Wichita State will finally get the game its coach and fans have been craving since the Shockers ascended to national relevance a few years ago.
The seventh-seeded Shockers secured a long-awaited matchup with Kansas by edging 10th-seeded Indiana 81-76 on Friday in the opening round of the NCAA tournament.
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"When people saw the bracket they were already talking about this day on Sunday," Wichita State guard Ron Baker said. "It's a big thing for the state of Kansas; a lot of excitement, a lot of houses are going to be divided. It's just going to be exciting. As a player, being from Kansas, just really, really fortunate to be in this game."
What makes the matchup between in-state powers perhaps the most compelling game of the round of 32 is the debate between the two coaches over whether to schedule one another for the first time since 1993.
Wichita State coach Gregg Marshall has tried to publicly goad Kansas into agreeing to a home-and-home series for the past couple years to no avail. Kansas coach Bill Self feels his program has nothing to gain by deviating from his longstanding policy of not scheduling the Shockers.
Even though Wichita State reached the 2013 Final Four, completed an unbeaten regular season last year and eclipsed the 30-win mark for a third straight season this year, Self thinks the Jayhawks only jeopardize their status as top dog in the state and region by scheduling the Shockers. A series between the two would draw massive interest in-state and nationally, but Self notes Kansas has the ability to accomplish the same thing by scheduling marquee games against name-brand out-of-state programs.
"This isn’t knocking Wichita State,” Self told the Kansas City Star in December 2013. "But if it was best for our program, I would reach out to them about scheduling them. But it’s not. I’ve heard a lot of talk about them wanting to play us so bad; Gregg Marshall’s never contacted me about playing."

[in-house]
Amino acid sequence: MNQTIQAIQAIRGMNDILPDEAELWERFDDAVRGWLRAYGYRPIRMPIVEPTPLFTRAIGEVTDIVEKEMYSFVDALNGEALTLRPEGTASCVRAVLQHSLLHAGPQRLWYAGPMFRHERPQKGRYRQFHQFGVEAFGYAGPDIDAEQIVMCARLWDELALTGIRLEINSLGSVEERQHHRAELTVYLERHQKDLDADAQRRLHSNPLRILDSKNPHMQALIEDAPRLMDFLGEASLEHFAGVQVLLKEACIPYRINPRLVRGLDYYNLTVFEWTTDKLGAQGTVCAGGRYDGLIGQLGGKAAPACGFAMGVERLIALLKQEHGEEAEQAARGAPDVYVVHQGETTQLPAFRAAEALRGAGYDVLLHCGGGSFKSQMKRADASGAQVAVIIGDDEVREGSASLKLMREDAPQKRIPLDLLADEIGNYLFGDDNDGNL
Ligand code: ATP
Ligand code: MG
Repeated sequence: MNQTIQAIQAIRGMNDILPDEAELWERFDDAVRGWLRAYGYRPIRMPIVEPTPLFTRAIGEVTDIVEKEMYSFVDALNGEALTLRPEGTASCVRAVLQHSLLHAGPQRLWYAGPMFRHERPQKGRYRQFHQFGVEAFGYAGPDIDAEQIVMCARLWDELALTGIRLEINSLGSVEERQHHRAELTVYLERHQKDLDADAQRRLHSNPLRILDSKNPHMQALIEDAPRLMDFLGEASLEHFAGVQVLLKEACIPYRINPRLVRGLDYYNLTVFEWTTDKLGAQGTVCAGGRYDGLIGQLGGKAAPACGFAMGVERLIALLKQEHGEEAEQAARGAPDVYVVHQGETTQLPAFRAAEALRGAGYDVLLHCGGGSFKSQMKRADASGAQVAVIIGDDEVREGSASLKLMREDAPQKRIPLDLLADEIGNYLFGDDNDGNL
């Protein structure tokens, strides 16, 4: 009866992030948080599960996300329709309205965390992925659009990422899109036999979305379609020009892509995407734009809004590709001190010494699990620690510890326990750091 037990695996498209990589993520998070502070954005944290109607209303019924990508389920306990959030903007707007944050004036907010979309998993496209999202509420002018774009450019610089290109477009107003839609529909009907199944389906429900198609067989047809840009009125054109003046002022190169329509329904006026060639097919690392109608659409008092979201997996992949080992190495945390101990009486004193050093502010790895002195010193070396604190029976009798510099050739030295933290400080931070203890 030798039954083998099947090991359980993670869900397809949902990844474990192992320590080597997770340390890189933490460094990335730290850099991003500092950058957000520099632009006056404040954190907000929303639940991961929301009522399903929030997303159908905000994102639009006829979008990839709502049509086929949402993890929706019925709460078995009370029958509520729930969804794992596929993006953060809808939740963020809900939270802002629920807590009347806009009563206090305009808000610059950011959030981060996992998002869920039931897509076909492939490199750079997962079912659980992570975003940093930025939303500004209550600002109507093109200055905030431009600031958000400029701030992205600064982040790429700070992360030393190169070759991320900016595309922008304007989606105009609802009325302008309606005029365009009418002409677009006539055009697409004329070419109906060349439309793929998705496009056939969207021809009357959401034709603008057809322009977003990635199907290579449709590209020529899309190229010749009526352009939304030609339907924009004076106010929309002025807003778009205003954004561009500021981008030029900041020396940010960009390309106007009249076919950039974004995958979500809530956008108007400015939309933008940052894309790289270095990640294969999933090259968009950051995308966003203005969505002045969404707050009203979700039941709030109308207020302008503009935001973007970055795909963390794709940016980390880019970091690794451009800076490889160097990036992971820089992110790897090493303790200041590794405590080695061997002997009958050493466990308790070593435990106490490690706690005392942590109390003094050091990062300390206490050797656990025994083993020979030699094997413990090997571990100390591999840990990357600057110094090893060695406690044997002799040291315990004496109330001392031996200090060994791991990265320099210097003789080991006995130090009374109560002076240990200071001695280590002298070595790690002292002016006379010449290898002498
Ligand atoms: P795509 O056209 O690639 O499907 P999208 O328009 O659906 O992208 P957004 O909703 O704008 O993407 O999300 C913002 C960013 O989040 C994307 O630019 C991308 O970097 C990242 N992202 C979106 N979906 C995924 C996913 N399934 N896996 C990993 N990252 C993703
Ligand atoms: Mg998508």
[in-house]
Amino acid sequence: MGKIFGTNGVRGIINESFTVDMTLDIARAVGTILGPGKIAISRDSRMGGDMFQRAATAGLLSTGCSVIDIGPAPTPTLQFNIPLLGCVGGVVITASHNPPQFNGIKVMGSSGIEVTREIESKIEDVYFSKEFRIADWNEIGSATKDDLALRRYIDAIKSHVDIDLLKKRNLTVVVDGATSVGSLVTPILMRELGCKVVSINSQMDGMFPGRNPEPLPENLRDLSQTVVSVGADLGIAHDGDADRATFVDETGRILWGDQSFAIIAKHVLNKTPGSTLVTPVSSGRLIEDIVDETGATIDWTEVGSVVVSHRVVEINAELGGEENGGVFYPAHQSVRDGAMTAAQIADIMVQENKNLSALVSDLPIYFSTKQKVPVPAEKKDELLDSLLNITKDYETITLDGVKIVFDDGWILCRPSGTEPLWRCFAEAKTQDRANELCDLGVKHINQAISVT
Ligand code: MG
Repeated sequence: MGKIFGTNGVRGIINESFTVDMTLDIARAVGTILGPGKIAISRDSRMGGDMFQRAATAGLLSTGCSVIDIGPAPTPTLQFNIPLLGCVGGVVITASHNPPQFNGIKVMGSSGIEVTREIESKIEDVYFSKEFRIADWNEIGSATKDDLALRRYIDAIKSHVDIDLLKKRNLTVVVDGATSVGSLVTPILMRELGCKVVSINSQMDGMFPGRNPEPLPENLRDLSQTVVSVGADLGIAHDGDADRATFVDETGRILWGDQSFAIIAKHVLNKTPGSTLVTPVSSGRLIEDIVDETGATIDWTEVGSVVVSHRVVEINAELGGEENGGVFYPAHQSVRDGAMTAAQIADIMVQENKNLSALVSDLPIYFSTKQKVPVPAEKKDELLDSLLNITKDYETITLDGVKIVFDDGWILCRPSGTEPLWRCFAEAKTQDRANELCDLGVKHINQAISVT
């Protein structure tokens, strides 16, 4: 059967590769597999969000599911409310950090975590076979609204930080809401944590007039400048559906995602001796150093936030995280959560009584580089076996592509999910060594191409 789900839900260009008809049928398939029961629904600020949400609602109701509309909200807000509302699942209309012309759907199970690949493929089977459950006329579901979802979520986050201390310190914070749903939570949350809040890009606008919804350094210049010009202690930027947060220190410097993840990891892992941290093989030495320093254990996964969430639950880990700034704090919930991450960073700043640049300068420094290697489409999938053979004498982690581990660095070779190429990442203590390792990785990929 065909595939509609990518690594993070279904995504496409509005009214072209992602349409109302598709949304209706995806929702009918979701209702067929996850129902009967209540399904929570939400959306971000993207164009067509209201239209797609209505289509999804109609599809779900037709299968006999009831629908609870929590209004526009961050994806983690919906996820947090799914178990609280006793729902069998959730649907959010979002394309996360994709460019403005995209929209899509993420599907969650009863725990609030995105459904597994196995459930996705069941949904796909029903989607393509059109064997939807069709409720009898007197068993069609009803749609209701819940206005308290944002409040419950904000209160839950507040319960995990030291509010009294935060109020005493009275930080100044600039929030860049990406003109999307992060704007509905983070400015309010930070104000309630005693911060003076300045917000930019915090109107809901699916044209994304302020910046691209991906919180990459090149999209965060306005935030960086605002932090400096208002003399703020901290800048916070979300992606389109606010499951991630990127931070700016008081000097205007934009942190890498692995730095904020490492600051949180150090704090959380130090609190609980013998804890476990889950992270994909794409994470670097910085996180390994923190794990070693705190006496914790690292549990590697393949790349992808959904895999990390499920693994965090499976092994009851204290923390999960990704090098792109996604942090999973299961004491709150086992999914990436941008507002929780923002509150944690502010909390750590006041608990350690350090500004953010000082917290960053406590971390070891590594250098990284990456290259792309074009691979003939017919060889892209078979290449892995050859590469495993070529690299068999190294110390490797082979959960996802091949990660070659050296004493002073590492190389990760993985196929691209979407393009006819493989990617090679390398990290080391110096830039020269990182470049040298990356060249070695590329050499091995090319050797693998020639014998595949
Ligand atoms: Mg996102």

Such chatter should only add to the stakes and the motivation on both sides.
At stake for Wichita State is the chance to get to a Sweet 16 and send a message to the in-state juggernaut that won't deign to play the Shockers. At stake for Kansas is also a spot in the Sweet 16 and the chance to silence an in-state foe that has been talking an awful lot about wanting a shot at the Jayhawks despite only being on an elite level for just three years now.
To set up that matchup, both Wichita State and Kansas had to first take care of their opening-round opponents on Friday.
Kansas sank 9 of 13 threes and throttled 15th-seeded New Mexico State 75-56. Wichita State overcame torrid outside shooting from Indiana behind 27 points from point guard Fred VanVleet and 15 from an unusually cold-shooting Baker.
Wichita State played in the glamour game of the NCAA tournament's opening weekend last year when the undefeated Shockers lost a heartbreaker to preseason No. 1 Kentucky in the round of 32.
Big as that game was, Shockers-Jayhawks for a spot in the Sweet 16 may be even bigger.
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